Never let your client receive a smartphone as a gift. Increasingly, we are seeing spyware pre-loaded on the “gift.” Now, that’s a gift that keeps on giving – to the giver of the gift. In October of 2011, a suspicious husband gave his wife a new iPhone with the iOS 5 operating system – the phone contained an application called “Find My Friends” designed to help folks track and meet friends. The app led him straight to his wife at her lover’s house and gave him powerful evidence in his divorce case. He was quick to post his appreciation to Apple on a social media site.
There has been an absolute explosion in the use of social media as evidence. Facebook is the big kahuna, but we’ve seen LinkedIn, Twitter, YouTube and blogs as well. Clients still fail to understand that their friends may be their undoing – from the world of family law, here is an excellent example.
In Kentucky, an appellate court affirmed a lower court’s decision to award primary custody to the father, based in part on Facebook photos showing the mother partying and drinking against the advice of her mental health providers. Though she admitted the photos were authentic, she said she had never authorized the postings which were done by her friends but “tagged” her by name.
Personal injury and employment law cases tend to be rich in social media evidence. A man who claimed to be unable to do anything requiring exertion posted photos of his skiing trip. Another man with the same claim saw that his wife was videoing him as he was using a chainsaw to cut wood and decides to do a little Irish jig for the benefit of the camera. She (of course) places the video on YouTube where the insurance company finds it.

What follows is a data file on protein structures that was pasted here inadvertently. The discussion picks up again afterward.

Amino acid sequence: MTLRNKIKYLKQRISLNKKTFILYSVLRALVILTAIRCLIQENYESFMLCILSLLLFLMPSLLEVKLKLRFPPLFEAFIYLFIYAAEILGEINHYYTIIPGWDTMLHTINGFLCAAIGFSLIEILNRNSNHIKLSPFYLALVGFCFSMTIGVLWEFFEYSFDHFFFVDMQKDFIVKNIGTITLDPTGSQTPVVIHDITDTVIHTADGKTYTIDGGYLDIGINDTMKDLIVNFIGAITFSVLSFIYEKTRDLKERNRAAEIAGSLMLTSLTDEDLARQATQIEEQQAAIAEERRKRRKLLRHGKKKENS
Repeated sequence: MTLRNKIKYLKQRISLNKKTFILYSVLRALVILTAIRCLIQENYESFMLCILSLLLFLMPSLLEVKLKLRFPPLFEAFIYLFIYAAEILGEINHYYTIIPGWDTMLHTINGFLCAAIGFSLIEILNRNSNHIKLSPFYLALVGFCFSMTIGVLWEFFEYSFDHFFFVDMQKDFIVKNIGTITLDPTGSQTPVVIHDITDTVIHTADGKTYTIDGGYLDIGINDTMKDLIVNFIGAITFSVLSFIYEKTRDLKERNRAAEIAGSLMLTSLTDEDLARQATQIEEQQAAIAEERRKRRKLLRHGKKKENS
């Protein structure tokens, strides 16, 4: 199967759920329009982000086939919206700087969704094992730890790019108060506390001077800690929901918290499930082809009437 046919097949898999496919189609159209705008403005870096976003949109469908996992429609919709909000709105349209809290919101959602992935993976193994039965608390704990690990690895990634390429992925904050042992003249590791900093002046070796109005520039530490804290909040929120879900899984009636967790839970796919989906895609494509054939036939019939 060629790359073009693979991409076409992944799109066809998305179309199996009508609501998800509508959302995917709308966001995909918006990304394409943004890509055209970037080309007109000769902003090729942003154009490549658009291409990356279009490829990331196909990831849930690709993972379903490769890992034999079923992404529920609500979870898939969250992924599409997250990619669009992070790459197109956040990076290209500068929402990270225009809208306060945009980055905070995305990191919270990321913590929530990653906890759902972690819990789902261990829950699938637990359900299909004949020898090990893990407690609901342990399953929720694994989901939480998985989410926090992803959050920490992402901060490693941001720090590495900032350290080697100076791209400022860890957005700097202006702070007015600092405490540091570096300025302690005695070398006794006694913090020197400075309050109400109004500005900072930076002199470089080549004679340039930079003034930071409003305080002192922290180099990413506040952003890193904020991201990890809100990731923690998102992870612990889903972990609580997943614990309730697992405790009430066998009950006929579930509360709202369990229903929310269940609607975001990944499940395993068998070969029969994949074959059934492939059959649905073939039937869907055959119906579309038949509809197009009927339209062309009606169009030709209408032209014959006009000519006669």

Then there was the video of a Broadway mogul’s wife who said there had been no sex in the marriage but that she had his stash of condoms, pornographic movies and Viagra – she called his stunned assistant live on the video and asked what she should do with the stash. That stunt so irritated the judge that he gave the defendant a divorce on the grounds of cruel and inhuman treatment by the wife.
As to Facebook in general . . . .
Facebook has once again mucked with privacy settings and even had to sign an agreement with the FTC agreeing to a 20 year monitoring of its privacy practices. The lesson here for lawyers is that clients should be advised to post cautiously on social media and to periodically go through their privacy settings. They also should not accept a friend request from someone they do not know. They should think of every single post as potential evidence in a future matter. They should not drink or do drugs and post. They should not post when they are angry. As one of our friends says, “nothing good every came of a 3 a.m. post.” If in doubt, don’t post.
Preserving Social Media and Website Evidence
There are a lot of good products to preserve websites and social media evidence, including Iterasi, Hanzo, NextPoint and Reed Technology’s Web Preserver. Web Preserver is very cost-friendly at $35 per seat for 10 GB of data. It is also an excellent research tool, allowing you to create folders for subjects you’re researching and curating relevant articles and other materials you might find online. We used it to research this column.